QUEENSRŸCHE – Mindcrime At The Moore (DVD)

QUEENSRŸCHE - Mindcrime At The Moore (DVD)
  • 8/10
    QUEENSRŸCHE - Mindcrime At The Moore (DVD) - 8/10


Release date: July 3, 2007

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2006 saw the much anticipated Operation: Mindcrime II hitting the streets, and although not having such a revolutionary impact for Queensrÿche from a commercial aspect, the release was still a very good album, and was clearly crafted by Geoff Tate and the rest of the band with the eventual stage show production in mind. Queensrÿche had performed concerts in the past of Operation: Mindcrime from start to finish, but clearly performing both the original and the sequel back-to-back was a “must see” for each and every Queensrÿche fan in 2006.

With 3 consecutive sold out dates in Queensrÿche’s proverbial backyard (Seattle, Washington, USA), the logical place to record a DVD of this spectacular “Rock Opera,” Queensrÿche set out to memorialize this nearly 3-hour show at The Moore Theater, a somewhat quaint and intimate venue where the band originally conducted rehearsals for what would be this monumental tour.

Special guests for this show included the Seattle Seahawks (American Football) drum section, Blue Thunder, who marched out on stage to create a nice majestic opening for “I Remember Now” and “Anarchy X” (and appear later again in the show for added effect). From this point forward, you probably either already have the story line of both Mindcrime albums memorized, or if you don’t then you should simply pick up both albums (NOW) or utilize the availability of this 2-DVD set to acquaint yourself with one of the best concept Metal productions of all time. Anyway, the purpose of this review isn’t to hash through the story line … rather, to let fans know whether or not this 2-DVD set is worth the fairly salty price it’s being offered at to the public.

The quick answer is “yes!” The color and lighting of the live set was captured very well, and the sound is very good. There “could” be several occasions where perhaps recorded musical sections (presumably recorded on a night different from the video shots used) were inserted over the naturally occurring live shots, giving a few instances where lip/mouth movements by Tate didn’t seem to perfectly match up, but it’s a subtle error at worst. The video screen utilized in back of the stage was integrated into the recording well, and overall the band’s musical performance was excellent, showing the band to be the true professionals that they are. Panoramic cameras were used to great effect for this recording, allowing the viewer to see the stage production from all angles … another nice effect. Being in their “hometown,” the fans were certainly up for the event as well, which creates a high level of excitement while watching.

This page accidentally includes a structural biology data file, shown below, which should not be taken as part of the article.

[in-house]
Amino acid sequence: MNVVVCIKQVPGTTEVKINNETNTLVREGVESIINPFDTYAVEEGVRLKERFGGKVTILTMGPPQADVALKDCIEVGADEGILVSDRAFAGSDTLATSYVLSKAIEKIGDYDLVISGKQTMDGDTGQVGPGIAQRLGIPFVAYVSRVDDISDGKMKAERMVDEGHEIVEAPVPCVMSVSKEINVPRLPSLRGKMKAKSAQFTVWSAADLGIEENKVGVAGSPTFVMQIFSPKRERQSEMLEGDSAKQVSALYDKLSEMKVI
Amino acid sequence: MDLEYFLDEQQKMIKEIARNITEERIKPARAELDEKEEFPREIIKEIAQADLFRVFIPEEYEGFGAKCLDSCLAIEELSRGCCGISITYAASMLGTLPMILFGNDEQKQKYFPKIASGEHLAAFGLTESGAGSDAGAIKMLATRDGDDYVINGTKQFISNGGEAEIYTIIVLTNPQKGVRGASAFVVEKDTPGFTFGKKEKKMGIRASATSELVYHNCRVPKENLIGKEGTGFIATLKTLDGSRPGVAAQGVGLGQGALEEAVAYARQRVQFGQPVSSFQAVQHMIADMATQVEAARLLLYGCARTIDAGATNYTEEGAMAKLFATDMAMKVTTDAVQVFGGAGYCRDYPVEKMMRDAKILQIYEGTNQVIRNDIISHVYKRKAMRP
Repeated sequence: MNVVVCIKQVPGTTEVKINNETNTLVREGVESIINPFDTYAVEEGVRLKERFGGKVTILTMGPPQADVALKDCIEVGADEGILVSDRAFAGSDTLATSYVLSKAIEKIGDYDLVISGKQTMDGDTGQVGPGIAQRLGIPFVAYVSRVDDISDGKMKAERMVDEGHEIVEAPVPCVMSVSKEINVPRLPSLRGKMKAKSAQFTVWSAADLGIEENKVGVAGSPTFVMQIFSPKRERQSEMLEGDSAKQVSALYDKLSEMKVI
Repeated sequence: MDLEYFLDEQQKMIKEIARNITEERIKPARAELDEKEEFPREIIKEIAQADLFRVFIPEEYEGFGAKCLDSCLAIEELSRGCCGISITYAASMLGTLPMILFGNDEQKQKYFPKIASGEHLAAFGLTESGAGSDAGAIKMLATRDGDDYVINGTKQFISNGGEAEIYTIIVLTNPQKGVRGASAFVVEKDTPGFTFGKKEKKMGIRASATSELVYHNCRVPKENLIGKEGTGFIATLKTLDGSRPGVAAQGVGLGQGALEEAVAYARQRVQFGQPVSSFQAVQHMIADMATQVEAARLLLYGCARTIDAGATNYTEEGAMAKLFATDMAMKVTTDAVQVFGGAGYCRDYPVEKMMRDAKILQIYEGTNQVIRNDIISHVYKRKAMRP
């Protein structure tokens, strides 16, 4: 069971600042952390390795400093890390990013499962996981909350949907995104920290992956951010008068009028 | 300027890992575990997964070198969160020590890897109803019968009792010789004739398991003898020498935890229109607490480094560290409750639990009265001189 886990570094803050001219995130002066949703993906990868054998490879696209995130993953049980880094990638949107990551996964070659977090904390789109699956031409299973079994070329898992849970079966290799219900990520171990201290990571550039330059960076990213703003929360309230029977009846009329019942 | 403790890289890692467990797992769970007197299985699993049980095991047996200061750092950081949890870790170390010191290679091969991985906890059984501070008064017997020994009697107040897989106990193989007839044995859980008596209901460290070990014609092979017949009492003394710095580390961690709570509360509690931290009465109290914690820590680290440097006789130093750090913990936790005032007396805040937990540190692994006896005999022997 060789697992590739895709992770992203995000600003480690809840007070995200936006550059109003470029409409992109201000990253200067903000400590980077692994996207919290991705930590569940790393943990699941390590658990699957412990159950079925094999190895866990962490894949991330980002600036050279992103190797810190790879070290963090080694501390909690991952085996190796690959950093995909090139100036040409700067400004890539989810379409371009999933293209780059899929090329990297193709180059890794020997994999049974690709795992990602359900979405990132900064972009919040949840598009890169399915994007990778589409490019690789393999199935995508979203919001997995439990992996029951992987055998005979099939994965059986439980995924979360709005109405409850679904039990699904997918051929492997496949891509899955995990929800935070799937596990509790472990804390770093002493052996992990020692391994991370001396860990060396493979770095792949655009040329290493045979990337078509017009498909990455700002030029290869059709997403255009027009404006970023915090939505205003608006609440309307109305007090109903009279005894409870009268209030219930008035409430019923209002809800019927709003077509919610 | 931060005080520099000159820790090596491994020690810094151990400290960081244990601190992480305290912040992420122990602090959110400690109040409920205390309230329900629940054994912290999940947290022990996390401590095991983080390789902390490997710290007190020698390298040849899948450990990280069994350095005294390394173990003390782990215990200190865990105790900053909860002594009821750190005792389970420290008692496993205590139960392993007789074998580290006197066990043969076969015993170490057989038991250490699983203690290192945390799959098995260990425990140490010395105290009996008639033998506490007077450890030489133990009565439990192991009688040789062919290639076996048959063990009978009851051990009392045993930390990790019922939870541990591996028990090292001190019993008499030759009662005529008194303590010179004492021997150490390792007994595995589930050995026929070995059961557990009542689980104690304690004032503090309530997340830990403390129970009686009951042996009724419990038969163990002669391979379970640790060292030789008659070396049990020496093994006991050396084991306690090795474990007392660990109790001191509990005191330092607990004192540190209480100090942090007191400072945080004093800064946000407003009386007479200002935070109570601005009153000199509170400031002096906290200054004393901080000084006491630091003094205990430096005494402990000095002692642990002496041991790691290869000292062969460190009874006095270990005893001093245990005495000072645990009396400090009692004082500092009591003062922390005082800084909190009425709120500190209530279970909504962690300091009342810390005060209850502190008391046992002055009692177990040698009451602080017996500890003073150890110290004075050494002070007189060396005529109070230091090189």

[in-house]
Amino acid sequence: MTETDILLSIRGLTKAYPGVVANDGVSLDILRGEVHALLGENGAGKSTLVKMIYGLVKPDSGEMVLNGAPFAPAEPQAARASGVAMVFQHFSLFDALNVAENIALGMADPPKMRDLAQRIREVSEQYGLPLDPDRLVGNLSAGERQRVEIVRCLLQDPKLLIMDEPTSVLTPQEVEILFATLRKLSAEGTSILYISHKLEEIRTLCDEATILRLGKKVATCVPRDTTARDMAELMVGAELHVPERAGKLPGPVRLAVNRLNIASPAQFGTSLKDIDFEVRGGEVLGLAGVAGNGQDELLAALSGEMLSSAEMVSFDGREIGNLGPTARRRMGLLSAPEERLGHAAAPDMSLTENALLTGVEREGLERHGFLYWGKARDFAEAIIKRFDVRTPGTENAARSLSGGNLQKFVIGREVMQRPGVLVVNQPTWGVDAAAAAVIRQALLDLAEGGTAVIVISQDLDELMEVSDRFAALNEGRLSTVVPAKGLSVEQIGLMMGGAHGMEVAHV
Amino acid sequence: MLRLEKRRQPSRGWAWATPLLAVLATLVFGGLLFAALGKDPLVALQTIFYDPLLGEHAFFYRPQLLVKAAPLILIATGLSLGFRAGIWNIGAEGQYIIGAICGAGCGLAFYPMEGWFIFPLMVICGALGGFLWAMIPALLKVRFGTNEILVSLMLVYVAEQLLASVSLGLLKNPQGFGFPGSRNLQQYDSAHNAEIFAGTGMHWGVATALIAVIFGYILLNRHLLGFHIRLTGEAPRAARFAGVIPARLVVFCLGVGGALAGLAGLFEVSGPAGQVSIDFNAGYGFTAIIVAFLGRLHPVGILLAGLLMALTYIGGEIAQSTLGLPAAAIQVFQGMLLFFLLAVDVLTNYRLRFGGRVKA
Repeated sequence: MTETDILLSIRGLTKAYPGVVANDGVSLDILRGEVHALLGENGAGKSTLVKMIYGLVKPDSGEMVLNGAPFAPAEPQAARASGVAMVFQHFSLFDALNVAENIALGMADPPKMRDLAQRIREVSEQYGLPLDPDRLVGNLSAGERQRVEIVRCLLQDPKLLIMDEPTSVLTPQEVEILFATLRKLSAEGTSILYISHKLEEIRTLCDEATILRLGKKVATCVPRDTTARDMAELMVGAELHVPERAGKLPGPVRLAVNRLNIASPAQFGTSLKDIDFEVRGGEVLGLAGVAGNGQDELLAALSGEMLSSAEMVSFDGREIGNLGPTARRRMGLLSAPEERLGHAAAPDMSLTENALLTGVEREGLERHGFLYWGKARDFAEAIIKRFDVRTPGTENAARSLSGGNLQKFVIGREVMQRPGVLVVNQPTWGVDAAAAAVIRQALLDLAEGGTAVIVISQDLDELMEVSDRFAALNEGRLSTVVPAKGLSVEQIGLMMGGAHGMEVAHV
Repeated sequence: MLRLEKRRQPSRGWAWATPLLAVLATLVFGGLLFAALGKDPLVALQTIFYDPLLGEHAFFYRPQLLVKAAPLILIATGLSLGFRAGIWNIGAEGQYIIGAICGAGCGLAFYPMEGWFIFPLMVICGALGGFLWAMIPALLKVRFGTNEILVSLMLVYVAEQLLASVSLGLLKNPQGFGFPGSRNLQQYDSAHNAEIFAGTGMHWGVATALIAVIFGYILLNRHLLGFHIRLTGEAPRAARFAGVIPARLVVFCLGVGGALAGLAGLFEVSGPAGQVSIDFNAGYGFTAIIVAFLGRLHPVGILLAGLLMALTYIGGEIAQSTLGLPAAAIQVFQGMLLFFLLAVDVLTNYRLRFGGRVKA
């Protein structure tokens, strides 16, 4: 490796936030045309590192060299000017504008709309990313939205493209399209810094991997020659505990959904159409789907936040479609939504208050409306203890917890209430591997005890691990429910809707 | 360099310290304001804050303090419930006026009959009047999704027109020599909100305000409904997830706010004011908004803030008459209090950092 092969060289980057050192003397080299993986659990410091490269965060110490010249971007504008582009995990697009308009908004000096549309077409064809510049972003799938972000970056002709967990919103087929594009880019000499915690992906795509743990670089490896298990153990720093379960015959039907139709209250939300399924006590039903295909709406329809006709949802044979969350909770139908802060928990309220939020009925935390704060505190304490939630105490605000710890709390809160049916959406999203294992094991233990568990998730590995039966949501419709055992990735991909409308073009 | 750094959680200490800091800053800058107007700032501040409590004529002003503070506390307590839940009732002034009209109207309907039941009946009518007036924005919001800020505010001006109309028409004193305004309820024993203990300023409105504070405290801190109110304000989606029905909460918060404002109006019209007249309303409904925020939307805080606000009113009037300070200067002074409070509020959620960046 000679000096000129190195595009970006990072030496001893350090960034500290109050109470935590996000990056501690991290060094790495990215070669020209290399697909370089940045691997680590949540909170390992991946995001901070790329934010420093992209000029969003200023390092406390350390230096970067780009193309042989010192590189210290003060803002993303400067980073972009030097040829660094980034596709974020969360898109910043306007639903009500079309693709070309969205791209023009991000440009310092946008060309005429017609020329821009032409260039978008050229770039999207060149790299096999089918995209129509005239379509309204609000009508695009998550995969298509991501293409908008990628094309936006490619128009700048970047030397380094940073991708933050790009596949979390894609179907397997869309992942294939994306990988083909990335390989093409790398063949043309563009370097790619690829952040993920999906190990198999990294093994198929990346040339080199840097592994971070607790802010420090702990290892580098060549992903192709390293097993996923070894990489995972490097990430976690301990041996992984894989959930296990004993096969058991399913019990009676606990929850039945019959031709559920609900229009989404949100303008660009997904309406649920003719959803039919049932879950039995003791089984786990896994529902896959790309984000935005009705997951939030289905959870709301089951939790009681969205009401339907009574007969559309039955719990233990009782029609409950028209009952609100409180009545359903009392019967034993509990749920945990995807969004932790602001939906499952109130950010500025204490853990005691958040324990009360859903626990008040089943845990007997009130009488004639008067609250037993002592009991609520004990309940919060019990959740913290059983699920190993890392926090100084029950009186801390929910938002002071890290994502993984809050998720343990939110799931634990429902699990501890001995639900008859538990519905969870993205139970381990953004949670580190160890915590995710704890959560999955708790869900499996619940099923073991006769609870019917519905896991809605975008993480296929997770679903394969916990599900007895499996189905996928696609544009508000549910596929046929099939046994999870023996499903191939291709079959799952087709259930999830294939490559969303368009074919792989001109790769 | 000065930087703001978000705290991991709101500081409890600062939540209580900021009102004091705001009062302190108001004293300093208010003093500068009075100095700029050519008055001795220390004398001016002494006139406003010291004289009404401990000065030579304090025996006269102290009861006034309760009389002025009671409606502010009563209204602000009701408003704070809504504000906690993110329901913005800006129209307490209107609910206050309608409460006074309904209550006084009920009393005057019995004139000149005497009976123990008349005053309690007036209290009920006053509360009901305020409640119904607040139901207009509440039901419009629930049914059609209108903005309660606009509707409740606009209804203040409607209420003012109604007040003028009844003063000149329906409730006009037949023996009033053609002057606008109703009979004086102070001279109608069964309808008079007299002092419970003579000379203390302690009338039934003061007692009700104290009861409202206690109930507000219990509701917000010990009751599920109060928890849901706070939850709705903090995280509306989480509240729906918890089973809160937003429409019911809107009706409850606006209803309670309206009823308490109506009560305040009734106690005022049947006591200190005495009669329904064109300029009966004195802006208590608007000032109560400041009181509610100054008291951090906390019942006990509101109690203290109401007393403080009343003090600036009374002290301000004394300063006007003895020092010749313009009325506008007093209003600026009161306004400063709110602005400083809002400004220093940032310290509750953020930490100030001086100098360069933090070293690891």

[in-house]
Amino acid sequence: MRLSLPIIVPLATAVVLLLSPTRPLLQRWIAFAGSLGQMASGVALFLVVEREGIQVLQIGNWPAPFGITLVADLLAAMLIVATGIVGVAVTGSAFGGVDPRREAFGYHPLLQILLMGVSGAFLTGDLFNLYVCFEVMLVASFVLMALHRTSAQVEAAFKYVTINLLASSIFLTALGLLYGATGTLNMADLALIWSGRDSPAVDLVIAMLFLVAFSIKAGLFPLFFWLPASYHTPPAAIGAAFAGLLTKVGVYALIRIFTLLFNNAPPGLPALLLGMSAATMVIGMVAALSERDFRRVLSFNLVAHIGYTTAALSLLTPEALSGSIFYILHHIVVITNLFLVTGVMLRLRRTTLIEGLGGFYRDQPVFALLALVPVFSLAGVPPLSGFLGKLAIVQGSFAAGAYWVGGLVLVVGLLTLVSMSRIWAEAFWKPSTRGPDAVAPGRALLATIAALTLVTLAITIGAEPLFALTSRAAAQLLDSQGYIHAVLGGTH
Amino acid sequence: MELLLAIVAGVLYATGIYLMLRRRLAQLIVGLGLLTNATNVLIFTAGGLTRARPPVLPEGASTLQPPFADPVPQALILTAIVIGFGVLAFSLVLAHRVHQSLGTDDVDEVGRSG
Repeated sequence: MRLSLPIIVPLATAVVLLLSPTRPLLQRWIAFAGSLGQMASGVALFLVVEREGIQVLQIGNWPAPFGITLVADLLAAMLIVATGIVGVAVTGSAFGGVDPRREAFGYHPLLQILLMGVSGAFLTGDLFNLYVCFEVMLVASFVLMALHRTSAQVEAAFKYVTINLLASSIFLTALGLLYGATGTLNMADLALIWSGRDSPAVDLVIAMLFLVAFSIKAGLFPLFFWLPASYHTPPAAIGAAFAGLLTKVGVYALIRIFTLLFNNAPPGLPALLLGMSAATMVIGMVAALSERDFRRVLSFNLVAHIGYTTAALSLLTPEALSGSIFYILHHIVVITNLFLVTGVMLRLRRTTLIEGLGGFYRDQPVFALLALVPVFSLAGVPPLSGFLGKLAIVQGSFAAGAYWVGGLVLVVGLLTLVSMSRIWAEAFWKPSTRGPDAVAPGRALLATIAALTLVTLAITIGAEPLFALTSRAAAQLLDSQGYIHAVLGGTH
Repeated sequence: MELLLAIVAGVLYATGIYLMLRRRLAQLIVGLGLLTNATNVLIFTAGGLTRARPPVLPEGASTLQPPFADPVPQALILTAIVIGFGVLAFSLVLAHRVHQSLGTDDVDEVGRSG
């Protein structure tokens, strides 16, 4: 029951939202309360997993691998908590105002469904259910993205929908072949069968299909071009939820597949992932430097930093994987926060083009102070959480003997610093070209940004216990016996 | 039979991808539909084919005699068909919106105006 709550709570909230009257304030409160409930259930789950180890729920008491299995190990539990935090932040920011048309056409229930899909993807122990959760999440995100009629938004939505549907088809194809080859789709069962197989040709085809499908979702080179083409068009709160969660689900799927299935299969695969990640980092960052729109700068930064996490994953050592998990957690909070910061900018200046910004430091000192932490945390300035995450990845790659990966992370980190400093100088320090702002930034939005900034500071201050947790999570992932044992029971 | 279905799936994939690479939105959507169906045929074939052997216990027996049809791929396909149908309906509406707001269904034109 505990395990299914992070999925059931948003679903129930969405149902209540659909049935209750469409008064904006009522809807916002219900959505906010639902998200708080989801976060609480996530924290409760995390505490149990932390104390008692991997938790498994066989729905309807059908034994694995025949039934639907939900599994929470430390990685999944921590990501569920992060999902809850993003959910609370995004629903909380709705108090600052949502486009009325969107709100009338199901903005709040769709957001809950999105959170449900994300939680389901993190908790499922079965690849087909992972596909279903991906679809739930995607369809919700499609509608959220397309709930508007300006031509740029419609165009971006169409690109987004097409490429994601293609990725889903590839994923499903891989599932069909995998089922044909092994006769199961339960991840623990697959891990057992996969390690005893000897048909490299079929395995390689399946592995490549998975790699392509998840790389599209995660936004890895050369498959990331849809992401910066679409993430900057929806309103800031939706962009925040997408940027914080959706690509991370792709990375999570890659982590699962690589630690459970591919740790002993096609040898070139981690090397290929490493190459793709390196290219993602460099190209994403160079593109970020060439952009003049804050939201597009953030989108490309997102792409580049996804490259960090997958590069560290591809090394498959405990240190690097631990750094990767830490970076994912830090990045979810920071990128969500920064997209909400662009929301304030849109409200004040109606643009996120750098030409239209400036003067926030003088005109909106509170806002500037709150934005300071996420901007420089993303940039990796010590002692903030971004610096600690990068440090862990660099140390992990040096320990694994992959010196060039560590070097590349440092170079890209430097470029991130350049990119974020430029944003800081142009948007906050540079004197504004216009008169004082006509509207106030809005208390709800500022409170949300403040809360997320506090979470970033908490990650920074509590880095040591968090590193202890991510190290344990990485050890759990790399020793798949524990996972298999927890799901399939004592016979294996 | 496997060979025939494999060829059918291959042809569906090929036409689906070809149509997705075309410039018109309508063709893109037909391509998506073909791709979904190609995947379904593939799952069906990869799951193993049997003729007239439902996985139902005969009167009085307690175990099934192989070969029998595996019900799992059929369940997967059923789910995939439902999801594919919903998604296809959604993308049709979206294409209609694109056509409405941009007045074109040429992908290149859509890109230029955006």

As with any quality DVD these days, there’s just got to be bonus features! Certainly, a Mindcrime I and Mindcrime II show in and of itself can carry its own weight, but Queensrÿche decided to go ahead and include a small handful of other bonus features as well. First is something called a “Tour Documentary.” This title is a bit misleading. What it boils down to is basically somewhat random footage of their initial rehearsals, stage set-ups, brief fan interviews outside of the The Moore Theater, a few impromptu talks with band members, and some footage of “thank you” discussions in the dressing rooms with Ronnie James Dio from the show earlier that year in California when Dio made a special guest appearance as Dr. X. The “Tour Documentary” is entertaining, but it doesn’t really get in-depth, nor is it a true start-to-finish account of what it took to launch this Mindcrime tour. Other bonus features include a video of that Dio performance in California (pretty cool), footage from Queensrÿche’s Rock & Ride event in New York, and a still picture gallery. The still picture gallery is somewhat of a yawn, but the Rock & Ride event is a nice added touch, especially knowing that the charitable cause of this event is to help fund music programs in the public school systems; programs that are more and more falling by the waist-side due to state budget cuts.

All in all, Mindcrime At The Moore is a great souvenir for all who were fortunate enough to witness this tour. And, if you didn’t, the quality of the video and the recording methods used will certainly allow you to get a good feel for what you missed. From a pure concert and historical perspective, this 2-DVD set is indeed a must have. However, buy it for those reasons alone (which should be more than good enough), because the bonus features are not the focus of the package this time around.


  • Dan Skiba

    Dan is a former partner at Metal Express Radio, and also served as a reviewer, photographer and interviewer on occasions. Based out of Indianapolis, USA he was first turned on to Hard Rock music in the mid-1970s when he purchased Deep Purple's Machine Head as his first album. He was immediately enthralled with the powerful guitar sound and pronounced drumbeat, and had to get more! His collection quickly expanded to include as many of Heavy Rock bands of the time that he could get his hands on, such as Ted Nugent, Judas Priest, and Black Sabbath, to name just a few.

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